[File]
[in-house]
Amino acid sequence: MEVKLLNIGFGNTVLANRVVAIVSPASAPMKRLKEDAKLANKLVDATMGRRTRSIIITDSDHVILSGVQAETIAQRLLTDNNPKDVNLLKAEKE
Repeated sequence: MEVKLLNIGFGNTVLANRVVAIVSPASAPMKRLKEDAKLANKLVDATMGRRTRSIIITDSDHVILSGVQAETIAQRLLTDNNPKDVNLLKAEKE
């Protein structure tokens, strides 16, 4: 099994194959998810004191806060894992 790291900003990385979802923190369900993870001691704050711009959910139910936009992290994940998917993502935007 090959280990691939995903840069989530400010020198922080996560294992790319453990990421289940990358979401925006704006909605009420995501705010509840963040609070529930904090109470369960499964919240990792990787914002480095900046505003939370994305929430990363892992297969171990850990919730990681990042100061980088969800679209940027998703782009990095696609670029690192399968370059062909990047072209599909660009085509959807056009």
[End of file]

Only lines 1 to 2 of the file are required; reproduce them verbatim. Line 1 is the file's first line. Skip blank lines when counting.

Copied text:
[in-house]
Amino acid sequence: MEVKLLNIGFGNTVLANRVVAIVSPASAPMKRLKEDAKLANKLVDATMGRRTRSIIITDSDHVILSGVQAETIAQRLLTDNNPKDVNLLKAEKE